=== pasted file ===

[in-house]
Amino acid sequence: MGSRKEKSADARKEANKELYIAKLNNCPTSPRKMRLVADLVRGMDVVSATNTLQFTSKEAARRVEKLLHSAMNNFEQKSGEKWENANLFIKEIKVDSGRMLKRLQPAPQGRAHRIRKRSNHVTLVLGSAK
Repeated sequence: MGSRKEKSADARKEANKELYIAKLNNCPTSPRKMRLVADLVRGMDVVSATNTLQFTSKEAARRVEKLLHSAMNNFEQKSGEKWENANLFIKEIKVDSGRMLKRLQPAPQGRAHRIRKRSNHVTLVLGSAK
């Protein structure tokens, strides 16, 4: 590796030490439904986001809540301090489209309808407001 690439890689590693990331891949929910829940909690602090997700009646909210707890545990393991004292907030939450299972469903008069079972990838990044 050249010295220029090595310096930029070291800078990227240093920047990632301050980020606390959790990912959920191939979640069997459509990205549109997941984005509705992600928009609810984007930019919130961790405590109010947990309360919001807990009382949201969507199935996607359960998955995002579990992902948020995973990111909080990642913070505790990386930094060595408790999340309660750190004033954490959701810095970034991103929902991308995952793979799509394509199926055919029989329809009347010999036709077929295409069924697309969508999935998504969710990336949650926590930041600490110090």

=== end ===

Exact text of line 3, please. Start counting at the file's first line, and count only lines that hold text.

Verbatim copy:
Repeated sequence: MGSRKEKSADARKEANKELYIAKLNNCPTSPRKMRLVADLVRGMDVVSATNTLQFTSKEAARRVEKLLHSAMNNFEQKSGEKWENANLFIKEIKVDSGRMLKRLQPAPQGRAHRIRKRSNHVTLVLGSAK